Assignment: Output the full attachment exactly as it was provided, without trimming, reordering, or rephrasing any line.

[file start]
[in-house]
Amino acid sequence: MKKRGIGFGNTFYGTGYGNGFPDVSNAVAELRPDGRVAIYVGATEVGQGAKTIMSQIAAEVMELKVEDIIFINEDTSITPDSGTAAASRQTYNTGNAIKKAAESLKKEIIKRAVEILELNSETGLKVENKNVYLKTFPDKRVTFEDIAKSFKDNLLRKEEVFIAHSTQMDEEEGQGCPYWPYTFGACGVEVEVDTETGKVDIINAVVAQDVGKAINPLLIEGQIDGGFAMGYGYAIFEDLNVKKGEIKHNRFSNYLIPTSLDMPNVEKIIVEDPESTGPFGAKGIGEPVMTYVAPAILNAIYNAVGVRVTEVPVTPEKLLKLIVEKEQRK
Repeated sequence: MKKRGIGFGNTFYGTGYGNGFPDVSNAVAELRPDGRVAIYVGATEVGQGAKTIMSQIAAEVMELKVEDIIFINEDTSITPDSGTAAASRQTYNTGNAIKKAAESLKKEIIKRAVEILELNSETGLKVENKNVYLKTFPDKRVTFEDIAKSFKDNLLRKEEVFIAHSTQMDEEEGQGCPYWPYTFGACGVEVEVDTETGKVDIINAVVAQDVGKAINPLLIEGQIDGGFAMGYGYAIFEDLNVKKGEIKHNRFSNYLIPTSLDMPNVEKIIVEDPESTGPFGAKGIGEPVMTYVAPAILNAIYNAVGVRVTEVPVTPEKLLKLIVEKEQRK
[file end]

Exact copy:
[in-house]
Amino acid sequence: MKKRGIGFGNTFYGTGYGNGFPDVSNAVAELRPDGRVAIYVGATEVGQGAKTIMSQIAAEVMELKVEDIIFINEDTSITPDSGTAAASRQTYNTGNAIKKAAESLKKEIIKRAVEILELNSETGLKVENKNVYLKTFPDKRVTFEDIAKSFKDNLLRKEEVFIAHSTQMDEEEGQGCPYWPYTFGACGVEVEVDTETGKVDIINAVVAQDVGKAINPLLIEGQIDGGFAMGYGYAIFEDLNVKKGEIKHNRFSNYLIPTSLDMPNVEKIIVEDPESTGPFGAKGIGEPVMTYVAPAILNAIYNAVGVRVTEVPVTPEKLLKLIVEKEQRK
Repeated sequence: MKKRGIGFGNTFYGTGYGNGFPDVSNAVAELRPDGRVAIYVGATEVGQGAKTIMSQIAAEVMELKVEDIIFINEDTSITPDSGTAAASRQTYNTGNAIKKAAESLKKEIIKRAVEILELNSETGLKVENKNVYLKTFPDKRVTFEDIAKSFKDNLLRKEEVFIAHSTQMDEEEGQGCPYWPYTFGACGVEVEVDTETGKVDIINAVVAQDVGKAINPLLIEGQIDGGFAMGYGYAIFEDLNVKKGEIKHNRFSNYLIPTSLDMPNVEKIIVEDPESTGPFGAKGIGEPVMTYVAPAILNAIYNAVGVRVTEVPVTPEKLLKLIVEKEQRK